While many health and fitness websites, blogs, and magazines may have you believing that healthy eating is only for top earners, it doesn’t have to break the bank.
With a little planning and a few simple swaps, healthy meals become accessible to any budget.
- Give beans a chance. Eat vegetarian for at least one meal per day. Beans, lentils, tofu, and other vegetarian protein sources are far less expensive than meat, poultry, and fish.
- Cook in season. Locally grown and seasonal vegetables are more economical than purchasing out-of-season varieties that have to travel thousands of miles. Think winter squash in January and tomatoes in August. Added bonus: Seasonal produce tastes better and usually offers the most nutrients.
- Chill out. Buy frozen fruits and vegetables to fill in the seasonal holes. They are picked at their peak and flash frozen, so they offer the same nutritional value as fresh at half the price.
- Be preppy. Skip the pre-chopped or pre-marinated items and do some of the prep yourself. You are paying a pretty penny for someone else to do what you can do at home with a knife and a whisk. That goes for pre-prepared packaged items too.
- Waste not, want not.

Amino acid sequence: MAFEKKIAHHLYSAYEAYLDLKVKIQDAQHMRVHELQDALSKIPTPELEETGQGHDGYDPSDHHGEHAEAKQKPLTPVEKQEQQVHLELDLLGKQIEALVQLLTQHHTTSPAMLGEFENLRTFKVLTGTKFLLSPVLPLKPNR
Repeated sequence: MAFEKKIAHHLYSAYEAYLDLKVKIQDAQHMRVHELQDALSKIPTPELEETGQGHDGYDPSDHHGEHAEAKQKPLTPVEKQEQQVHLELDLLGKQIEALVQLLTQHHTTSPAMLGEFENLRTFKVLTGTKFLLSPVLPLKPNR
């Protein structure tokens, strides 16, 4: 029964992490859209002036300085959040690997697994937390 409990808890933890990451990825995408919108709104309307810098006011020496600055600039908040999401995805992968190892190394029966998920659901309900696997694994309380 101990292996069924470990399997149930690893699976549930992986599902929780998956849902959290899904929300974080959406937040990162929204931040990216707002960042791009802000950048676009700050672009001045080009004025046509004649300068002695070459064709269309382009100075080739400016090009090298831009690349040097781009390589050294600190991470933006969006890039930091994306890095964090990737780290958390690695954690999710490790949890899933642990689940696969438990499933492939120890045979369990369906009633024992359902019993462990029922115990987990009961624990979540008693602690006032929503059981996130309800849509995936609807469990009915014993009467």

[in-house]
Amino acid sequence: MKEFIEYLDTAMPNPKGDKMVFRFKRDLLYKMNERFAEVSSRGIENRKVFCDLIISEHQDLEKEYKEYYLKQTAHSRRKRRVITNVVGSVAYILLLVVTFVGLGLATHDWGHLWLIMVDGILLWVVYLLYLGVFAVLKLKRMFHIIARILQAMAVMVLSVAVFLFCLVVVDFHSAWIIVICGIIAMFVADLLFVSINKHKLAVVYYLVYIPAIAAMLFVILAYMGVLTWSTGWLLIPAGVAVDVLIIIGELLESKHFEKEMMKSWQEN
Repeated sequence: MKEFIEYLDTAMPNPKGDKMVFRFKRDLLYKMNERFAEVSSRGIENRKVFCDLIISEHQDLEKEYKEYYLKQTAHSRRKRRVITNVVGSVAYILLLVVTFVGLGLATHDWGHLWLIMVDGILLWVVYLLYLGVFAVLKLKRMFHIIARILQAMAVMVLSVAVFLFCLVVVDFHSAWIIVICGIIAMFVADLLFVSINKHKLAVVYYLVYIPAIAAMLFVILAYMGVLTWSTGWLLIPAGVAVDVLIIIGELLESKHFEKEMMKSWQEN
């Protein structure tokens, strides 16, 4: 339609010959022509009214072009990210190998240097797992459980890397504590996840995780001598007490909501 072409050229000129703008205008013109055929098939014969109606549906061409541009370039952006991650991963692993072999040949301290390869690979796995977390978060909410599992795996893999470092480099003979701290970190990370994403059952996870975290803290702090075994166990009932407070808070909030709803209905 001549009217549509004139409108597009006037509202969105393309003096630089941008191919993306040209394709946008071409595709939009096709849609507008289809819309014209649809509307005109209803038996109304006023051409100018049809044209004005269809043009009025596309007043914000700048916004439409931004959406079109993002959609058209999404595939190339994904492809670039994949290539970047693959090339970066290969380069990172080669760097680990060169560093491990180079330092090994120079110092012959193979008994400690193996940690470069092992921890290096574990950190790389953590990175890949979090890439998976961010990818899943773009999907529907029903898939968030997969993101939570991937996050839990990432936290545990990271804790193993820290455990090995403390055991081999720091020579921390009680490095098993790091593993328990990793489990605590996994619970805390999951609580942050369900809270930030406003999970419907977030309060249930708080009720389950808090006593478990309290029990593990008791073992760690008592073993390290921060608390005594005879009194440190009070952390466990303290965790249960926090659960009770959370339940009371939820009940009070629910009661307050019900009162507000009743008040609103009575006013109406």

- Plan your meals so you know exactly what you need for the week.
- Roast a whole chicken, and use the leftovers for a second meal, and the bones to make broth.
- Use all parts of the vegetable. Add beet greens to a pasta dish or soup, and use vegetable scraps to make homemade vegetable broth.
- Freeze fruits and vegetables that you won’t eat before they expire or use in smoothies.
- Cook up a pot of soup that can be frozen.
- Use your leftovers! Not in the mood for the same exact meal? Here are 7 ways to repurpose leftovers into lunch.
- Don’t be fooled by marketing.
- Marking claims like all natural, GMO free, and gluten-free doesn’t always mean it’s healthier. Some of these labels, like organic offer many environmental benefits, but may not provide more nutrients, so you may want to emphasize organic on certain products like the dirty dozen or animal products if you’re on a budget. .The premium charged for many gluten-free specialty products is only beneficial to those sensitive or intolerant to gluten. So, be wary of health claims that may lead to a higher price tag and choose wisely.
- The latest exotic (and often expensive) superfood is not going going to save your life or melt away unwanted weight.